Rap music thrives, despite absence of any logic
Why do I listen to rap music? Every time I hear the latest Dr. Dre or Eminem single, I just laugh at the simple bass line and corny keyboard loops. I make fun of the idiotic lyrics.
I realize that a well-trained ostrich could equal the musical mastery of Snoop Dogg. And then after I go through this process of criticizing and belittling the songs, I proceed to play them again and nod my head to the beat. Why would anyone in his or her right mind (including me) want to listen to rap music?
The first setback to your generic rap song is the actual background noise. (I prefer not to call it background music.) Most of the time I can't figure out where the hell these guys are coming up with these sounds.
It seems like the "ideal" mix involves an eight-bar keyboard section repeated 256 times, a bass line that took five seconds to write, a nine iron and some traffic noise. Let's take, for example, DMX's latest masterpiece, entitled "Up In Here." There is some loud horn-type thingy that blasts to start the song and shows up sporadically throughout the piece. It is really impossible to make sense of the whole mess.
I give credit to Dr. Dre because he can do some good producing work, but every one of his songs has a keyboard sound very similar to a flute. The opening keyboard/flute line to "Nuthin' But a G Thang" basically takes a new form in every one of his songs ("Dre Day" etc.)
Detroit's finest, Kid Rock, spits his rhymes over electric guitars, which is a nice change from the keyboards and samples. But it even becomes hard to decipher one of his riffs from another.
The biggest part of a rap song is obviously the lyrics. Most rappers have no musical talent (save for the Roots, Beastie Boys and Kid Rock) so they have to make it with their mouth. And boy is it a sweet ride!
Kid Rock's anthem "Drinking and Smoking" contains verse that would make MC Shakespeare proud. "I'm a pimp/ You can check my stats./ I'm in it to win it like Yzerman/ I drink about 15 Heineken's."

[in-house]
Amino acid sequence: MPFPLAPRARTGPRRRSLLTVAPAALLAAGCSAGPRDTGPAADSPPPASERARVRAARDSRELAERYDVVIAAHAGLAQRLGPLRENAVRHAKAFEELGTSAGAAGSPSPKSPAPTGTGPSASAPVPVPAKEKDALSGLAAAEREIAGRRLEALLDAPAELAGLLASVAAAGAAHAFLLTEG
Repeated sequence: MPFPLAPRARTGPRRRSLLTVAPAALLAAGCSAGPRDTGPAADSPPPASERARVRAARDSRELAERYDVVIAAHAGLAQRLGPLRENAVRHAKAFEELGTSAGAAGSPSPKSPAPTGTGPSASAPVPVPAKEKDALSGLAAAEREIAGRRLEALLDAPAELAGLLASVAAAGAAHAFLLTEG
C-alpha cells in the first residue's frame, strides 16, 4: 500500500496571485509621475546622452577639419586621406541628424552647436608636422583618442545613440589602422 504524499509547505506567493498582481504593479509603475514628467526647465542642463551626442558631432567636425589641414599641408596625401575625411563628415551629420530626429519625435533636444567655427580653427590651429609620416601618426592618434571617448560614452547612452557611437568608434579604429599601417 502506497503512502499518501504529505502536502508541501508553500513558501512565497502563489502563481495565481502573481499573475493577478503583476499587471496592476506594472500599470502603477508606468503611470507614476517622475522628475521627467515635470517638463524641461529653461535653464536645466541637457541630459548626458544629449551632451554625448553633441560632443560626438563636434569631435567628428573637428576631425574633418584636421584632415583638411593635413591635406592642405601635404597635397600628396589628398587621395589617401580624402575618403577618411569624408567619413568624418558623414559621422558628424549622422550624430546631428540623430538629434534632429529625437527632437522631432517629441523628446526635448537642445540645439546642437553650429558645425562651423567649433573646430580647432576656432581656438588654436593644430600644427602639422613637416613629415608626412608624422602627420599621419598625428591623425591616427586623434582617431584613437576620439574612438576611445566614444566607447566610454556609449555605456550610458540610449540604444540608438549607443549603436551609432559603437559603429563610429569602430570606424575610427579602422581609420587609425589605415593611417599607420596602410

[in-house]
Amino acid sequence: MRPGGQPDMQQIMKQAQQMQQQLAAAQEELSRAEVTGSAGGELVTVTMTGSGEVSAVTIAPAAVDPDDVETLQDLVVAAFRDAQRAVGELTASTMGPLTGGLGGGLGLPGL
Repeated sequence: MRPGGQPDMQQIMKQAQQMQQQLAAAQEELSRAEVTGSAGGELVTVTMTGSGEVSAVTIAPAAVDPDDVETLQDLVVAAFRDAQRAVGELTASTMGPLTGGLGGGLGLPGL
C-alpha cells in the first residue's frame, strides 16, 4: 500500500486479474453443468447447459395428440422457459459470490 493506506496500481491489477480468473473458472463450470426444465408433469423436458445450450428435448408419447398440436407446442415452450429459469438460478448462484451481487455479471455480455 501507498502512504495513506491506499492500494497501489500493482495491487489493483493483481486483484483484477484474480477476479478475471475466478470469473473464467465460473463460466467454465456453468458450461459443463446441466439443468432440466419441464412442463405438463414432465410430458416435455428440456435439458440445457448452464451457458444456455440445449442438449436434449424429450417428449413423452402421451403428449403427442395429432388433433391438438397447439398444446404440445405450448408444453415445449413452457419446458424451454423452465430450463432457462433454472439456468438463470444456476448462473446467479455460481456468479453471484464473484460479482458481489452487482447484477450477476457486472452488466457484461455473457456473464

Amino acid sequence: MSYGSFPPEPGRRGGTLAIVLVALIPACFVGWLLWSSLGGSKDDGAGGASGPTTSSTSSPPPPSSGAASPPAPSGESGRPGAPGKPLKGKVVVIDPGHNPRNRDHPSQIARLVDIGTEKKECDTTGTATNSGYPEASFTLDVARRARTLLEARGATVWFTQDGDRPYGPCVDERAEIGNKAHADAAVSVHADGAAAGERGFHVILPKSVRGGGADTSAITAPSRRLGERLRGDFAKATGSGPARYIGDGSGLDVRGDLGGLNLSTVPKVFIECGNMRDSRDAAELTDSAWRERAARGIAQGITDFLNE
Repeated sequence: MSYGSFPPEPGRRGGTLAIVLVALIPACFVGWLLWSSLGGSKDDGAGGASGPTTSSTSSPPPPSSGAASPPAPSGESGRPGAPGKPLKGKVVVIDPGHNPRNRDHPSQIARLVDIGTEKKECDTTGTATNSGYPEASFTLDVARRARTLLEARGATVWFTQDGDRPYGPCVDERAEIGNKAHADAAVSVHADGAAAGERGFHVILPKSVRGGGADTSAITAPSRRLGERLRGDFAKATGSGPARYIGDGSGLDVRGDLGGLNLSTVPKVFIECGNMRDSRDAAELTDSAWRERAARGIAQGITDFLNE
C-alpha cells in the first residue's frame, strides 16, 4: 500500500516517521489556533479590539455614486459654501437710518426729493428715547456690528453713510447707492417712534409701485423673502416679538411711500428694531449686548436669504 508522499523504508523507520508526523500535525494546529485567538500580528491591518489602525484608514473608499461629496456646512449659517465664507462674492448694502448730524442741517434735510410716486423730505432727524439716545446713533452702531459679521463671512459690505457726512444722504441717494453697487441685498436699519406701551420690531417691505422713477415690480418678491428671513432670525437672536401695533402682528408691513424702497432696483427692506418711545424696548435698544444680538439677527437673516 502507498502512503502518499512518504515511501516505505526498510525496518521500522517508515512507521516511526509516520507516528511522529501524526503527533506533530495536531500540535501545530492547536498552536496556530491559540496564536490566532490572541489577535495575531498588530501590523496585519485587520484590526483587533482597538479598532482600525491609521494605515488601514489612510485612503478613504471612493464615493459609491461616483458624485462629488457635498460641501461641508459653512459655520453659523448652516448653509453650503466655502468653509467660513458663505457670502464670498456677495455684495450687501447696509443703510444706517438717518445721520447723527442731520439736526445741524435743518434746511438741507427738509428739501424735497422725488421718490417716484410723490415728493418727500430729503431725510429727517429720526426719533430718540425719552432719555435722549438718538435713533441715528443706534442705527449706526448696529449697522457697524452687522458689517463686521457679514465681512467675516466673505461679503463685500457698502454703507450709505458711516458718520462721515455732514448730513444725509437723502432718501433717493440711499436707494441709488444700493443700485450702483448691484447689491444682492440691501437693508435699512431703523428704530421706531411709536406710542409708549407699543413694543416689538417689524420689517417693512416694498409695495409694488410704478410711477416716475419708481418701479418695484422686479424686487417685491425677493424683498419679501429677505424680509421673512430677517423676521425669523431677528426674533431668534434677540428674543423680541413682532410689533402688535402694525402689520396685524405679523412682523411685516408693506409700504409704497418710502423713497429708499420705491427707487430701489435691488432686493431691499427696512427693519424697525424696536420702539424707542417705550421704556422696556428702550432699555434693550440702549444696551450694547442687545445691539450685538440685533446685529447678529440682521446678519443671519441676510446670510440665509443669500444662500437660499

Now, what did I learn from listening to these words? Well, I already knew that Steve Yzerman was a Detroit hockey legend, but I didn't know that Kid Rock was a pimp! How scandalous! Wait until the papers get a hold of that one.
And Kid claims he can put a few brewskies away with no problem at all. I feel so enlightened for having learned all of this.
I think the absurdity of the rap lyric really came to my attention after hearing Dynamite Hack cover NWA's "Boyz-N-The Hood." For those of you that have not heard this instant classic, it features folk/rock guitars backing up a singer's heartfelt rendition of Eazy E's gagnsta lyrics.
Now, if you just heard Eazy E rapping the words, it would just be another rap song. You probably wouldn't pay too much attention to what he was saying because it's the same type of gangsta stuff (girls, cars, and drinks.) But when one listens to a real singer put the lyrics to music, it's easier to pay attention to the ridiculous words actually being sung.
"Cause the boys in the hood are always hard/ Come taking that trash and we'll bull your car/ Knowin' nothing in life but to be legit/ Don't quote me boy, I ain't said s***."
But through all this harsh criticism, I am a sucker for a popular rap song. I'm from the suburbs of Detroit, Mich, so naturally I follow the likes of Kid Rock, Eminem and ICP. It was absolute heaven this summer to open up the Detroit Free Press every morning and find a new story on any of these rappers.
And believe me, I've been caught singing the lyrics to "Boys-N-The Hood" maybe a couple of times (Ok, maybe about 500 times). But I still think rap music is the laughing stock of American pop culture. (See Vanilla Ice, MC Hammer, Kriss Kross.)
Now, the main argument against my reasoning is that rap music is entertainment, not art. Well I agree 100 percent with that assessment. Let me tell you this: I will be the first guy you meet to scream "Y'all gonna make me lose my mind, up in here, up in here" or "I want to be a cowboy, baby!"
But I would prefer for these people to be called entertainers rather than artists. Winton Marsalis is an artist. Eminem wears big pants.
The views expressed in this column are those of the author and not necessarily those of the Observer.
All Scene Stories for Tuesday, September 12, 2000